I don’t know about you but my social media timelines are filled with people taking their professional lives online. There’s been a particular explosion of people talking about tools and training for supplying your products and services via an online platform. I’m a long-time home worker, with my professional life split between a small IT business and life coaching. I had plans to take aspects of my life coaching – specifically a workshop currently in the planning stages – online at some point, but I’m not entirely happy with the prospect of selling right now. It doesn’t feel like the right time. Instead, I am filing away lots of useful information for later.
Many of these online tools are being used by people to stay connected in their personal lives. Book clubs are meeting virtually, families are making video calls in small or large groups, friends likewise. I’ve also seen a large number of virtual pub quizzes, on top of exercise classes, museum and gallery tours, even a virtual tour of the tulip fields at Keukenhof in Holland which my mother absolutely loved.
But what about the singletons who are actively looking for love? Social distancing and staying-at-home in your individual households means dating cannot happen as usual … or can it? Most people meet via online dating sites these days, so the initial introduction already takes place virtually. The first stage – being generally an exchange of messages – is still a virtual behaviour. For a few, the next step is a telephone call – so no difference there but, for most, it’s a quick coffee meet-up. With current stay-at-home regulations, you’d now need to share your coffee virtually using one of the many video-calling options available. Potential drawbacks of the virtual coffee that I can see immediately are …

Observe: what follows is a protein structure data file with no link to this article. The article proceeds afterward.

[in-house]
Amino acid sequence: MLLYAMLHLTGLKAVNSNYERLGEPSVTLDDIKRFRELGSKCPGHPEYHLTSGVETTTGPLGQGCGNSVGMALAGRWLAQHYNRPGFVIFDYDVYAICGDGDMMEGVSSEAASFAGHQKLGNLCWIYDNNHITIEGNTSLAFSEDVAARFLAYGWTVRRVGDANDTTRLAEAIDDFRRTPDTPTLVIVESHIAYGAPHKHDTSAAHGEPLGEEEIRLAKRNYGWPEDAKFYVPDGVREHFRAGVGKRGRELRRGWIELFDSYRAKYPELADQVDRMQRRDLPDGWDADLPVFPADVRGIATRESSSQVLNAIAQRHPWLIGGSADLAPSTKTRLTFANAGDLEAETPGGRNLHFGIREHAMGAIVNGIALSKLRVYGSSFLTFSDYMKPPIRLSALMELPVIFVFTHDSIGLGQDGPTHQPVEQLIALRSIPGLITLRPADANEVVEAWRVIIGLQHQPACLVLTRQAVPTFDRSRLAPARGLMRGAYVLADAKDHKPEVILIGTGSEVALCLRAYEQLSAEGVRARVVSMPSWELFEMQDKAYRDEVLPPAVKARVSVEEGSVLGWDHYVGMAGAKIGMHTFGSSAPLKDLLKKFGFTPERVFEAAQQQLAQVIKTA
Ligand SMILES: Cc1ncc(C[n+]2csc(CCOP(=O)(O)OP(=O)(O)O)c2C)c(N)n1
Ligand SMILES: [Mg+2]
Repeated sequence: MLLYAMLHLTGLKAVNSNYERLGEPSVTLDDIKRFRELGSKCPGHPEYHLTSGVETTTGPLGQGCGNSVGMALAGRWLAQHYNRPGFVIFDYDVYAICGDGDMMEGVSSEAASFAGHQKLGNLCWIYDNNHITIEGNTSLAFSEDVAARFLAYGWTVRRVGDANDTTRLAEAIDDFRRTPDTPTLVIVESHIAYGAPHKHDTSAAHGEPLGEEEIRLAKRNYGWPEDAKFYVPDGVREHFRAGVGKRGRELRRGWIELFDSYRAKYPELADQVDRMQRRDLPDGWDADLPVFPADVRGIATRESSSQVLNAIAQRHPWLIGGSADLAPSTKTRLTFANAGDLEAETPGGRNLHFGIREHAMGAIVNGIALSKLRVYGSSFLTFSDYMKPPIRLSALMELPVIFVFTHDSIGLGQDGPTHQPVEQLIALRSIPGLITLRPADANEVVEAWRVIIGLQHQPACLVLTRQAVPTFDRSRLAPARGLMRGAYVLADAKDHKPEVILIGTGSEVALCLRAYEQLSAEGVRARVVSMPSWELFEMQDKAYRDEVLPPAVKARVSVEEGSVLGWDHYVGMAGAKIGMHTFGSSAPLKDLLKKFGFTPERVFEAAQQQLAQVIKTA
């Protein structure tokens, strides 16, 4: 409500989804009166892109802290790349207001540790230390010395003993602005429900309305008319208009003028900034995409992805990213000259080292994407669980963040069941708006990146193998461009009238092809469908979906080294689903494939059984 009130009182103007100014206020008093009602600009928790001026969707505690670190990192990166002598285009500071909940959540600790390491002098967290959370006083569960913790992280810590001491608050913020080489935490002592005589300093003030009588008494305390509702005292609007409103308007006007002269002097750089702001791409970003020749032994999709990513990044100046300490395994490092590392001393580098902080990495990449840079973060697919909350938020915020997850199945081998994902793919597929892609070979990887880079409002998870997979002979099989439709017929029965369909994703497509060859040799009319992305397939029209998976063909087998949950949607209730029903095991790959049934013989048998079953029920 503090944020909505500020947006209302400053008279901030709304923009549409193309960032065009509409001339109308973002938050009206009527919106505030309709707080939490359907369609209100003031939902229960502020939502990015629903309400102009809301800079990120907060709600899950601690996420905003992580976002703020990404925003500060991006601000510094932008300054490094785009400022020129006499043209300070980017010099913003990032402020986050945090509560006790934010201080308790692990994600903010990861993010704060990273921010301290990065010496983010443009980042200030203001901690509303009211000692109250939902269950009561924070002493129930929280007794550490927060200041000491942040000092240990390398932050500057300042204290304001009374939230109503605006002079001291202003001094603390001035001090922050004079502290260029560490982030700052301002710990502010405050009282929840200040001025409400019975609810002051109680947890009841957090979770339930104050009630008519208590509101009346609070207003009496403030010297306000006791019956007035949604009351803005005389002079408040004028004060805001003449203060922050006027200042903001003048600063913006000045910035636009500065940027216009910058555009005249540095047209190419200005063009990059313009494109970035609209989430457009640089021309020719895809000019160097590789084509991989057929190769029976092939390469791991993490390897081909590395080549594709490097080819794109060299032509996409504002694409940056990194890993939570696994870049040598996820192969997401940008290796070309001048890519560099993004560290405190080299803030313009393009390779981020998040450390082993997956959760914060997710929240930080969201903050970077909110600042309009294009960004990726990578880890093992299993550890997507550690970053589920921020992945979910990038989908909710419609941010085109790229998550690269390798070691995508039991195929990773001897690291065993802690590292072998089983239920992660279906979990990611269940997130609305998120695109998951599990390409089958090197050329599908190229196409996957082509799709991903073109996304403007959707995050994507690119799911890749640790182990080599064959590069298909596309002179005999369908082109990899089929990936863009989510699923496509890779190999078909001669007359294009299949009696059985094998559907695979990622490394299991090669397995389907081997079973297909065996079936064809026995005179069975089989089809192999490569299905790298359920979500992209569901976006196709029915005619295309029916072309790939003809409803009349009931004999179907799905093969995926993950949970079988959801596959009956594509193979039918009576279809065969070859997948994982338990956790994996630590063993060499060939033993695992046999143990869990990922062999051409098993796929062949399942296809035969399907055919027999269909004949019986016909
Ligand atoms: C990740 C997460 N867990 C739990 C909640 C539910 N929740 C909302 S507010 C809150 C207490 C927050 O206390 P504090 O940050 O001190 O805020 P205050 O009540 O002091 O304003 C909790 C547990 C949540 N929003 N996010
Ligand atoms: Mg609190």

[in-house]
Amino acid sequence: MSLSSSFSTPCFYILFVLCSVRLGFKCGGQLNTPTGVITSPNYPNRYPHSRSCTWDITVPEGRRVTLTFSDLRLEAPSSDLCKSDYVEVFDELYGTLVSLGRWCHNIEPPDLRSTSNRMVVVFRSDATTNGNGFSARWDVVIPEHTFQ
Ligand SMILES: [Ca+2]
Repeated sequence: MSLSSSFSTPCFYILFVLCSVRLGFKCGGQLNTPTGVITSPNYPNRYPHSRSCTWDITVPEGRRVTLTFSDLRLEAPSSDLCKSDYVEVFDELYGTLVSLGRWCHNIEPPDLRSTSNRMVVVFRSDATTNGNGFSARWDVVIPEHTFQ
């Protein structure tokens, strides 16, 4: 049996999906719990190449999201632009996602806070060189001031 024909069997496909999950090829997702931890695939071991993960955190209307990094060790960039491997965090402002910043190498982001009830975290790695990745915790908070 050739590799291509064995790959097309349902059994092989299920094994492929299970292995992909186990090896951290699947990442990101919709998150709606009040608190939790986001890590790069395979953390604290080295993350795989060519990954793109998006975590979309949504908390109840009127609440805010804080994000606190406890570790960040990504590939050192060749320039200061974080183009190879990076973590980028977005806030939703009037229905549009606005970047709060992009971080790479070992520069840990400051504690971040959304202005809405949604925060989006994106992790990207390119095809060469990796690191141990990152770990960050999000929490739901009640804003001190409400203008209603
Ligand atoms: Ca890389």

1) Those who prefer not to give out their telephone number until after that first quick meet-up, will now to put aside their discomfort, or organize a separate telephone/sim card for dating.
2) You don’t get to see how your date treats wait staff – one important part of screening for many daters.
3) For those who’s purpose during that quick coffee meet-up is to “check for chemistry”, will the virtual platform be successful?
Assuming you get past that initial screening, subsequent dates will need to be carried out virtually. You can accompany one another on walks (in the UK that will have to be your one outing for exercise), you can share a drink or two, watch a film/other television programme together, arrange to share a meal during a video call (allowing you to uncover any unattractive eating habits such as noisy eating, slurping or burping), but what about that all important third date …?
Obviously you’re already having to do without exchanging a kiss, a snog, or any form of PDA (public displays of affection). So, do you just put off the physical aspect of dating until we’re no longer in lock-down, or will we see an increased expectation of what I dubbed the cyber-sex w***er in my dating days? Those for whom the whole business of dating was to allow them to get their rocks off online?
My very first experience of internet dating involved a guy asking “do you have a webcam?” – (I didn’t), but then received a request to allow him to stream live video to me. With some trepidation, I agreed – but I’ll admit it was interesting, for I got to see what he looked like (more ravaged than his photo – which I considered a positive for he appeared too pretty for my taste in the photo). There was a bit of light verbal flirtation and I relaxed into the call – until he mentioned being a stripper on the side. I smiled politely … but then he stood up and proceeded to demonstrate his – ahem – skills. I’m afraid I roared with laughter, which was clearly a blow to his fragile ego 😉
Readers, you’ll not be surprised to hear we never actually met. When sharing tales of my virtual dating experiences with other veterans, this was a decidedly innocent one …
I do wonder how many people will build online relationships – whether physical or purely emotional – only to discover they don’t survive meeting in person, or of spending extended time together in person. For many an existing or long-term relationship is currently under significant strain anyway …
Despite having very much enjoyed living alone in the past, I am grateful to be sharing my life with Himself in the current conditions.
Are you managing to transfer your lives – personal and/or professional – to the virtual medium? Any tips or tricks to share?
© Debra Carey, 2020